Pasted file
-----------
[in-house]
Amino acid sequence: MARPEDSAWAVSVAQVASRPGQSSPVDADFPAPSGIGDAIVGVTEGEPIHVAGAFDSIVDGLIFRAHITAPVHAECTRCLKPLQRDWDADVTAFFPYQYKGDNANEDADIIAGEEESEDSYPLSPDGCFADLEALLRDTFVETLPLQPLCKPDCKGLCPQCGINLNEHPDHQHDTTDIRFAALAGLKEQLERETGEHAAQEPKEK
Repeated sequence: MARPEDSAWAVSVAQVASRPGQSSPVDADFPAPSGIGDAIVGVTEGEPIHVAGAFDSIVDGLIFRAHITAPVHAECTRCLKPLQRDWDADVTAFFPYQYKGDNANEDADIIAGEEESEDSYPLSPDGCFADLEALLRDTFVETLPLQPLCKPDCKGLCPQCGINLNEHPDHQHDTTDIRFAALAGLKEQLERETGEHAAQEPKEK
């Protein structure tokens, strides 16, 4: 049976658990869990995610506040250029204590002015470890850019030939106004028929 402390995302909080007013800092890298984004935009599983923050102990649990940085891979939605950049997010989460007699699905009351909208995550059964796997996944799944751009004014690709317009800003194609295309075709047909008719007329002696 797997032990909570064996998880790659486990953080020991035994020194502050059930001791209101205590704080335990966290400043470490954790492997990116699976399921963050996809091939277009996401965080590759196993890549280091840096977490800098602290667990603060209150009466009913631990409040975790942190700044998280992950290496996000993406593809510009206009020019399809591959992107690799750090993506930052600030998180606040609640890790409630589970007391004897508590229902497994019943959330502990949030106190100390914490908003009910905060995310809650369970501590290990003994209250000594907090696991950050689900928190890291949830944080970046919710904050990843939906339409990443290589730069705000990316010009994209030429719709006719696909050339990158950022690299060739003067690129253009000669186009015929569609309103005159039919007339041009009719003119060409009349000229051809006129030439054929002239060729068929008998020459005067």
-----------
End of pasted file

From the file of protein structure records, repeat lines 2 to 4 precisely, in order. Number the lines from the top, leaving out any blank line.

Amino acid sequence: MARPEDSAWAVSVAQVASRPGQSSPVDADFPAPSGIGDAIVGVTEGEPIHVAGAFDSIVDGLIFRAHITAPVHAECTRCLKPLQRDWDADVTAFFPYQYKGDNANEDADIIAGEEESEDSYPLSPDGCFADLEALLRDTFVETLPLQPLCKPDCKGLCPQCGINLNEHPDHQHDTTDIRFAALAGLKEQLERETGEHAAQEPKEK
Repeated sequence: MARPEDSAWAVSVAQVASRPGQSSPVDADFPAPSGIGDAIVGVTEGEPIHVAGAFDSIVDGLIFRAHITAPVHAECTRCLKPLQRDWDADVTAFFPYQYKGDNANEDADIIAGEEESEDSYPLSPDGCFADLEALLRDTFVETLPLQPLCKPDCKGLCPQCGINLNEHPDHQHDTTDIRFAALAGLKEQLERETGEHAAQEPKEK
């Protein structure tokens, strides 16, 4: 049976658990869990995610506040250029204590002015470890850019030939106004028929 402390995302909080007013800092890298984004935009599983923050102990649990940085891979939605950049997010989460007699699905009351909208995550059964796997996944799944751009004014690709317009800003194609295309075709047909008719007329002696 797997032990909570064996998880790659486990953080020991035994020194502050059930001791209101205590704080335990966290400043470490954790492997990116699976399921963050996809091939277009996401965080590759196993890549280091840096977490800098602290667990603060209150009466009913631990409040975790942190700044998280992950290496996000993406593809510009206009020019399809591959992107690799750090993506930052600030998180606040609640890790409630589970007391004897508590229902497994019943959330502990949030106190100390914490908003009910905060995310809650369970501590290990003994209250000594907090696991950050689900928190890291949830944080970046919710904050990843939906339409990443290589730069705000990316010009994209030429719709006719696909050339990158950022690299060739003067690129253009000669186009015929569609309103005159039919007339041009009719003119060409009349000229051809006129030439054929002239060729068929008998020459005067």